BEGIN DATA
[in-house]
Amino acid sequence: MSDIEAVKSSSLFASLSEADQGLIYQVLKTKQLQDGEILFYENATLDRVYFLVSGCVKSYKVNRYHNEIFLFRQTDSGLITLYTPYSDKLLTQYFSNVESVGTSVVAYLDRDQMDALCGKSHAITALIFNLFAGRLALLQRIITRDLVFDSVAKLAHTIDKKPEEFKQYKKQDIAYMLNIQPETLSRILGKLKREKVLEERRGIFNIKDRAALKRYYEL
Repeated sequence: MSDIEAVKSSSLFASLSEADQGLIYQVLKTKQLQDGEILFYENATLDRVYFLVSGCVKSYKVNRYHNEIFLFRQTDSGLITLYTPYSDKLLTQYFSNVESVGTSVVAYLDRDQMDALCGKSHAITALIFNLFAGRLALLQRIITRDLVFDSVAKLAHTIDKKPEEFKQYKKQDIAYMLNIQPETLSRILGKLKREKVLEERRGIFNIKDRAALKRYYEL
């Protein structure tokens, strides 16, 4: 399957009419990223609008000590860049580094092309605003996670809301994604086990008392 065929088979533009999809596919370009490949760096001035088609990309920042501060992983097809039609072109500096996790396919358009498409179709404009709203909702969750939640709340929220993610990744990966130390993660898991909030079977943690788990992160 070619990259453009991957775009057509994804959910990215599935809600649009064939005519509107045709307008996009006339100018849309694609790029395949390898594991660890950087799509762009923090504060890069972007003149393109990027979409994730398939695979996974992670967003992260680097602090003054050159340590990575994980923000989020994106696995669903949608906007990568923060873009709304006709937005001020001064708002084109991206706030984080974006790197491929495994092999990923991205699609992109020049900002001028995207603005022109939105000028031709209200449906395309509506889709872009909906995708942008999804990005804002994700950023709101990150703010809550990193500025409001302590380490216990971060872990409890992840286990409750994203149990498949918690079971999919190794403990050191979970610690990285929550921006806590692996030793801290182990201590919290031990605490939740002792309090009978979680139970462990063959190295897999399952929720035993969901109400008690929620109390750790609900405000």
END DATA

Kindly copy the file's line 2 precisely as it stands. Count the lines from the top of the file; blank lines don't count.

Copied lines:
Amino acid sequence: MSDIEAVKSSSLFASLSEADQGLIYQVLKTKQLQDGEILFYENATLDRVYFLVSGCVKSYKVNRYHNEIFLFRQTDSGLITLYTPYSDKLLTQYFSNVESVGTSVVAYLDRDQMDALCGKSHAITALIFNLFAGRLALLQRIITRDLVFDSVAKLAHTIDKKPEEFKQYKKQDIAYMLNIQPETLSRILGKLKREKVLEERRGIFNIKDRAALKRYYEL